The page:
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On the Case
Morten Frederiksen is tracing the precipitous declines of northern Scotland’s black-legged kittiwakes and the fish stocks that are their food. He hopes to finger the culprit, and help reverse the trend—before it’s too late.

Morten Frederiksen holding a common murre.
Centre for Ecology & Hydrology

Audubon: Can you give me an idea what's been happening with the seabird population in northern Scotland over the past several years? How dire is it?
Frederiksen: The three last breeding seasons (2004-2006) have been among the worst recorded in Scotland, with conditions particularly bad in the east in 2004 and 2006, and in the west in 2005 and 2006. The breeding problems have affected most seabird species. Most populations are still relatively stable in size, but black-legged kittiwakes have declined by more than 50 percent since 1990 along the east coast, and by more than 85 percent in Shetland.

Q: Why is there a food source problem? Is this problem temporary?
A: I wish I knew . . . The main food of most breeding seabirds in Scotland is sand lance, a small schooling pelagic fish. Sand lance recruitment has been very poor in the North Sea since 2002, and this is likely to be the direct cause of the breeding problems among seabirds. No one really understands why sand lance are faring so badly, although increasingly warm winters and a lack of suitable food at the right time of year have been implicated. So we don't know whether the problem is temporary or not.

Q: What do you mean by “sand lance recruitment?”
A: In fish biology, “recruitment” means the number of young fish joining the stock. It’s a combination of reproduction (the number of eggs spawned and larvae hatched) and survival over the first months of life.

Q: I know your winters have been warmer recently. What about the water temperature in the North Sea? Has warmer water temperature pushed the sand lance north?
A: Water temperatures in the North Sea have increased all year, with the largest increase in summer. However, studies suggest that sand lance are more sensitive to increasing winter temperatures, probably because they spawn in winter. Sand lance distribution is not known in great detail, so we can't say for sure whether they have shifted north, although many other fish have. In fact, winter temperatures in the North Sea show a reverse gradient, so that it is warmest in the north, where waters are deeper and where the major inflow of Atlantic water happens. So it’s entirely possible that warming in the North Sea could push sand lance south.

Q: Are we looking at a crash in the seabird populations? What would a crash mean?
A: For the moment, the only species where “crash” is a reasonable term is the black-legged kittiwake. If other seabird populations decline dramatically, such as the ever-popular Atlantic puffin, this could have implications for eco-tourism in Scotland.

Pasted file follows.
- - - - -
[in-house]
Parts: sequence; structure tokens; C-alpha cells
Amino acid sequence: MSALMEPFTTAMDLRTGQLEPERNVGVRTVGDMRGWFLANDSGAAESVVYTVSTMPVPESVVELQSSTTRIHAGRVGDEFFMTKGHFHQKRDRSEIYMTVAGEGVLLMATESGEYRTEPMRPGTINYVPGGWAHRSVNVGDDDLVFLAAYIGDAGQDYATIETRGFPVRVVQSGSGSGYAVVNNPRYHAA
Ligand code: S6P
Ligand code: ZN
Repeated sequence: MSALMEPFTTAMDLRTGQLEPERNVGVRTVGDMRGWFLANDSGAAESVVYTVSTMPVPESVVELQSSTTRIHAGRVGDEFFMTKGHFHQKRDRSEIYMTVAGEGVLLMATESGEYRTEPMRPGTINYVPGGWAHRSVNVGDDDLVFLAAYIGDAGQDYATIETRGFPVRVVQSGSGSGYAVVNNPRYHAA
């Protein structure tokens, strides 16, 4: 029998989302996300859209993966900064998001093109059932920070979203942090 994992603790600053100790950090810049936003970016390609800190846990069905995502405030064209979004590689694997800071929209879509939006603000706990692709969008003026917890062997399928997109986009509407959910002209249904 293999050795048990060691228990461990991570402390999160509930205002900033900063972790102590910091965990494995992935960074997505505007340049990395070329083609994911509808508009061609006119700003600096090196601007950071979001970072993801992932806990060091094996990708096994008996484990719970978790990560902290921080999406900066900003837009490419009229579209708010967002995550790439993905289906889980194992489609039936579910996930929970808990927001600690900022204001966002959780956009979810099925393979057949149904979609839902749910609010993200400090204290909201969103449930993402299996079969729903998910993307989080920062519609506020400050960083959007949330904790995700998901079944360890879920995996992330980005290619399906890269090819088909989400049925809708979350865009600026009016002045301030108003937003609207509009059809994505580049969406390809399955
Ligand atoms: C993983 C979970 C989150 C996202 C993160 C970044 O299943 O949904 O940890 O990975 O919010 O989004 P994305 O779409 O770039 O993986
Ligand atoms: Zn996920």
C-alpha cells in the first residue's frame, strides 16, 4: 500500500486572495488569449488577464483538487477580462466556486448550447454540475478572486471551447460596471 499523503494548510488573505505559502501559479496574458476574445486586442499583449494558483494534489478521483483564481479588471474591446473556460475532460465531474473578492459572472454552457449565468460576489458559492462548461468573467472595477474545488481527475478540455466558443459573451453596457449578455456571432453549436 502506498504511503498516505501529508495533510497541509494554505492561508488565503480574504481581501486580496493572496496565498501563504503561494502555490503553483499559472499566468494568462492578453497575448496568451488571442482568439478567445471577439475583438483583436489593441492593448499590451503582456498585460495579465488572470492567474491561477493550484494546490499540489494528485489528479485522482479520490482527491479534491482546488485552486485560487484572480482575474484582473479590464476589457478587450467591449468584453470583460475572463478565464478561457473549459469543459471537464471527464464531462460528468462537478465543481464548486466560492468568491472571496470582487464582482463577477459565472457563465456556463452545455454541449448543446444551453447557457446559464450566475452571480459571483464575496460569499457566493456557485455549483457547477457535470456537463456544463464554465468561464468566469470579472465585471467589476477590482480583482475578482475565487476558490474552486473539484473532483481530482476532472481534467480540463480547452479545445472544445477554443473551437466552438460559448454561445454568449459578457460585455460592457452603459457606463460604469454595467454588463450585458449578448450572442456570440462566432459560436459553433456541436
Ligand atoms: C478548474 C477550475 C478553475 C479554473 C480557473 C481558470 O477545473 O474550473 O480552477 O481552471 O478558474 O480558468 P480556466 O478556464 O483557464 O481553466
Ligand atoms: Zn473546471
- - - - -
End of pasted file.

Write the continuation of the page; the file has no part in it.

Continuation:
The black-legged kittiwake is a seabird common in Scotland.
Mike Harris

Q: Is it possible that the seabirds could able to adapt to eating other food?
A: There’s little evidence to suggest that they can. In the last few years, the snake pipefish has increased dramatically in abundance around Scotland, and many seabirds have started to bring these long, bony fish to feed their chicks. However, they have a low nutritional value and are very difficult to swallow, and chicks often reject them or occasionally choke on them. So for the moment, we’re not optimistic about seabirds being able to switch to other prey.

Q: Is there a scenario whereby the birds would abandon their habitat and move in search of food?
A: Once they’ve reached the age when they start to breed—often at four to six years—most seabirds are extremely site-faithful, so are unlikely to move even though conditions deteriorate. However, some species regularly skip breeding in particularly poor years, and this could become more common if food continues to be scarce. It’s likely that birds are better able to track changes in the distribution of food outside the breeding season, but too little is known about the precise distribution of both food and birds during winter to answer this with confidence.

Q: Is there anything people can do to help this situation?
A: There’s not much people can do directly to help seabirds suffering from a lack of food. Closing industrial fisheries for sand lance close to colonies has benefited black-legged kittiwakes. We can also try to reduce or eliminate other threats so that birds can take full advantage of any increase in food availability. Potential problems include by-catch in fishing gear, oil pollution, nest predation by introduced mammals like rats and mink, and human disturbance in sensitive locations. In the long term, reducing the rate and extent of global warming is likely to be beneficial for marine ecosystems and for the seabirds that depend on them.


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Click here for a review of a recent documentary on the Bermuda petrel.

Feature story link to "Seeking Higher Ground"

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